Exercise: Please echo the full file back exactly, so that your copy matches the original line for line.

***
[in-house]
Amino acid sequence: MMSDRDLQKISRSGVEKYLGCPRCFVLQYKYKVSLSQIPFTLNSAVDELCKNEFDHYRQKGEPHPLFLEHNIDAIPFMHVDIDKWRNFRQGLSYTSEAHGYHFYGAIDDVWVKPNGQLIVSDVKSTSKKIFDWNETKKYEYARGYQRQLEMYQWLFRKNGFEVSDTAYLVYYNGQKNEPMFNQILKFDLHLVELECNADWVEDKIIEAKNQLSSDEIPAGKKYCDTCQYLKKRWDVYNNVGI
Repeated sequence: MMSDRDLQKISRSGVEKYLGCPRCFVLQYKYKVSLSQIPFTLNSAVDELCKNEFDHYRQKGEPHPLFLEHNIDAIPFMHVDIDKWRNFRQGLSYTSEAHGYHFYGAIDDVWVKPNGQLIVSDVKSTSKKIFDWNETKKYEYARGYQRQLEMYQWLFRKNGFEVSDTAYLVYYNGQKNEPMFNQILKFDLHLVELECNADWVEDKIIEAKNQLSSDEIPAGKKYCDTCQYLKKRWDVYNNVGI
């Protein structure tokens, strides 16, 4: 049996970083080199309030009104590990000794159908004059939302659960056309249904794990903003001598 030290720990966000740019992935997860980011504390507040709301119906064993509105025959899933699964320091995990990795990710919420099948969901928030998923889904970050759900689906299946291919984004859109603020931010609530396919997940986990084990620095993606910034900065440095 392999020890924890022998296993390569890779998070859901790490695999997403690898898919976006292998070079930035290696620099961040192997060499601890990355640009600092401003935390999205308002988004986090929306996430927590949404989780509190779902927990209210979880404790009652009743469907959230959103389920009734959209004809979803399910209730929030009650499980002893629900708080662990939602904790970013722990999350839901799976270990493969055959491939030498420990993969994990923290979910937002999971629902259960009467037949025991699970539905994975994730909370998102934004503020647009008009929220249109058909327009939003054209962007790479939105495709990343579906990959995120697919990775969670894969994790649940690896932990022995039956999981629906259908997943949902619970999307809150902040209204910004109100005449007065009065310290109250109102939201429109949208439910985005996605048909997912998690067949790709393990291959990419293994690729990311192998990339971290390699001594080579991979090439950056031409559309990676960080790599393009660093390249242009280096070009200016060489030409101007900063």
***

[in-house]
Amino acid sequence: MMSDRDLQKISRSGVEKYLGCPRCFVLQYKYKVSLSQIPFTLNSAVDELCKNEFDHYRQKGEPHPLFLEHNIDAIPFMHVDIDKWRNFRQGLSYTSEAHGYHFYGAIDDVWVKPNGQLIVSDVKSTSKKIFDWNETKKYEYARGYQRQLEMYQWLFRKNGFEVSDTAYLVYYNGQKNEPMFNQILKFDLHLVELECNADWVEDKIIEAKNQLSSDEIPAGKKYCDTCQYLKKRWDVYNNVGI
Repeated sequence: MMSDRDLQKISRSGVEKYLGCPRCFVLQYKYKVSLSQIPFTLNSAVDELCKNEFDHYRQKGEPHPLFLEHNIDAIPFMHVDIDKWRNFRQGLSYTSEAHGYHFYGAIDDVWVKPNGQLIVSDVKSTSKKIFDWNETKKYEYARGYQRQLEMYQWLFRKNGFEVSDTAYLVYYNGQKNEPMFNQILKFDLHLVELECNADWVEDKIIEAKNQLSSDEIPAGKKYCDTCQYLKKRWDVYNNVGI
């Protein structure tokens, strides 16, 4: 049996970083080199309030009104590990000794159908004059939302659960056309249904794990903003001598 030290720990966000740019992935997860980011504390507040709301119906064993509105025959899933699964320091995990990795990710919420099948969901928030998923889904970050759900689906299946291919984004859109603020931010609530396919997940986990084990620095993606910034900065440095 392999020890924890022998296993390569890779998070859901790490695999997403690898898919976006292998070079930035290696620099961040192997060499601890990355640009600092401003935390999205308002988004986090929306996430927590949404989780509190779902927990209210979880404790009652009743469907959230959103389920009734959209004809979803399910209730929030009650499980002893629900708080662990939602904790970013722990999350839901799976270990493969055959491939030498420990993969994990923290979910937002999971629902259960009467037949025991699970539905994975994730909370998102934004503020647009008009929220249109058909327009939003054209962007790479939105495709990343579906990959995120697919990775969670894969994790649940690896932990022995039956999981629906259908997943949902619970999307809150902040209204910004109100005449007065009065310290109250109102939201429109949208439910985005996605048909997912998690067949790709393990291959990419293994690729990311192998990339971290390699001594080579991979090439950056031409559309990676960080790599393009660093390249242009280096070009200016060489030409101007900063």